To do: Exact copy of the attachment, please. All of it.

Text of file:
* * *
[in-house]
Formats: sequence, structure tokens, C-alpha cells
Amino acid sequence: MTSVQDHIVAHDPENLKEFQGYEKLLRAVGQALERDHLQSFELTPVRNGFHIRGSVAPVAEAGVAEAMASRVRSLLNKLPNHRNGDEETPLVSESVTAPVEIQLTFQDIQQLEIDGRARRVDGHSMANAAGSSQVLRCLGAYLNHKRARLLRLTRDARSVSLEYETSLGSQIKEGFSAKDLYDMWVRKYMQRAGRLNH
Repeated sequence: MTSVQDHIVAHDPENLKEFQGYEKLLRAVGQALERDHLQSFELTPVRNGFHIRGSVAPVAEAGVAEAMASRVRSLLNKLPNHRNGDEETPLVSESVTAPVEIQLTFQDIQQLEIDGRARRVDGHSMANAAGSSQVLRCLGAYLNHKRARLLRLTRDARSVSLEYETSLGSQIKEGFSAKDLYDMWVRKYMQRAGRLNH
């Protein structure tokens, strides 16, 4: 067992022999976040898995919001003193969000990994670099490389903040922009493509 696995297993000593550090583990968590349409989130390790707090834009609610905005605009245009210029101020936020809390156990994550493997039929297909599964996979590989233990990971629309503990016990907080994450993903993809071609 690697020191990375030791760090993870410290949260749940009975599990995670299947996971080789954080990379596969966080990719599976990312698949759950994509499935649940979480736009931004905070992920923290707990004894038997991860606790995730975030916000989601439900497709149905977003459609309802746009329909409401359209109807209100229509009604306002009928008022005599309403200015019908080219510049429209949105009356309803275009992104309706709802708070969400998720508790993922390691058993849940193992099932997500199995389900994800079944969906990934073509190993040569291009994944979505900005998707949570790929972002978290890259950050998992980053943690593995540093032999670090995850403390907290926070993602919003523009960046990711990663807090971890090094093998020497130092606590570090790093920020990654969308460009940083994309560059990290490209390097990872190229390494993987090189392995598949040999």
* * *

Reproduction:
[in-house]
Formats: sequence, structure tokens, C-alpha cells
Amino acid sequence: MTSVQDHIVAHDPENLKEFQGYEKLLRAVGQALERDHLQSFELTPVRNGFHIRGSVAPVAEAGVAEAMASRVRSLLNKLPNHRNGDEETPLVSESVTAPVEIQLTFQDIQQLEIDGRARRVDGHSMANAAGSSQVLRCLGAYLNHKRARLLRLTRDARSVSLEYETSLGSQIKEGFSAKDLYDMWVRKYMQRAGRLNH
Repeated sequence: MTSVQDHIVAHDPENLKEFQGYEKLLRAVGQALERDHLQSFELTPVRNGFHIRGSVAPVAEAGVAEAMASRVRSLLNKLPNHRNGDEETPLVSESVTAPVEIQLTFQDIQQLEIDGRARRVDGHSMANAAGSSQVLRCLGAYLNHKRARLLRLTRDARSVSLEYETSLGSQIKEGFSAKDLYDMWVRKYMQRAGRLNH
């Protein structure tokens, strides 16, 4: 067992022999976040898995919001003193969000990994670099490389903040922009493509 696995297993000593550090583990968590349409989130390790707090834009609610905005605009245009210029101020936020809390156990994550493997039929297909599964996979590989233990990971629309503990016990907080994450993903993809071609 690697020191990375030791760090993870410290949260749940009975599990995670299947996971080789954080990379596969966080990719599976990312698949759950994509499935649940979480736009931004905070992920923290707990004894038997991860606790995730975030916000989601439900497709149905977003459609309802746009329909409401359209109807209100229509009604306002009928008022005599309403200015019908080219510049429209949105009356309803275009992104309706709802708070969400998720508790993922390691058993849940193992099932997500199995389900994800079944969906990934073509190993040569291009994944979505900005998707949570790929972002978290890259950050998992980053943690593995540093032999670090995850403390907290926070993602919003523009960046990711990663807090971890090094093998020497130092606590570090790093920020990654969308460009940083994309560059990290490209390097990872190229390494993987090189392995598949040999």